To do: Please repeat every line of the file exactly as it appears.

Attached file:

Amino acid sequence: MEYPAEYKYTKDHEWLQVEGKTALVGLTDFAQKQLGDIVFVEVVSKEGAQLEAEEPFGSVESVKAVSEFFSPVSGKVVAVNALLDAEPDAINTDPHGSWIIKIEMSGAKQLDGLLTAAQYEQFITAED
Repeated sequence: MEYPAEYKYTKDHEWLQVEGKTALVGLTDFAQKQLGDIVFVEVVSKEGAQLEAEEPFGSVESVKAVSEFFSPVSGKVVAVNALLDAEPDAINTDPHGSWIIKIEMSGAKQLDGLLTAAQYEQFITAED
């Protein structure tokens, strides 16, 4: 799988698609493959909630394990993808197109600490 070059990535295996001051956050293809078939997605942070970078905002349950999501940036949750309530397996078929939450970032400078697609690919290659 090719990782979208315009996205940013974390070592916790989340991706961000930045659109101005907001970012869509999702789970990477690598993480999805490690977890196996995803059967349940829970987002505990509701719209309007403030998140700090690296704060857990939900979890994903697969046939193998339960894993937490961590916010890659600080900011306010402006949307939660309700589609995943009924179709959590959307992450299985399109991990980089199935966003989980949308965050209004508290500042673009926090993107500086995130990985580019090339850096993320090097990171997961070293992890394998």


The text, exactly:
Amino acid sequence: MEYPAEYKYTKDHEWLQVEGKTALVGLTDFAQKQLGDIVFVEVVSKEGAQLEAEEPFGSVESVKAVSEFFSPVSGKVVAVNALLDAEPDAINTDPHGSWIIKIEMSGAKQLDGLLTAAQYEQFITAED
Repeated sequence: MEYPAEYKYTKDHEWLQVEGKTALVGLTDFAQKQLGDIVFVEVVSKEGAQLEAEEPFGSVESVKAVSEFFSPVSGKVVAVNALLDAEPDAINTDPHGSWIIKIEMSGAKQLDGLLTAAQYEQFITAED
């Protein structure tokens, strides 16, 4: 799988698609493959909630394990993808197109600490 070059990535295996001051956050293809078939997605942070970078905002349950999501940036949750309530397996078929939450970032400078697609690919290659 090719990782979208315009996205940013974390070592916790989340991706961000930045659109101005907001970012869509999702789970990477690598993480999805490690977890196996995803059967349940829970987002505990509701719209309007403030998140700090690296704060857990939900979890994903697969046939193998339960894993937490961590916010890659600080900011306010402006949307939660309700589609995943009924179709959590959307992450299985399109991990980089199935966003989980949308965050209004508290500042673009926090993107500086995130990985580019090339850096993320090097990171997961070293992890394998």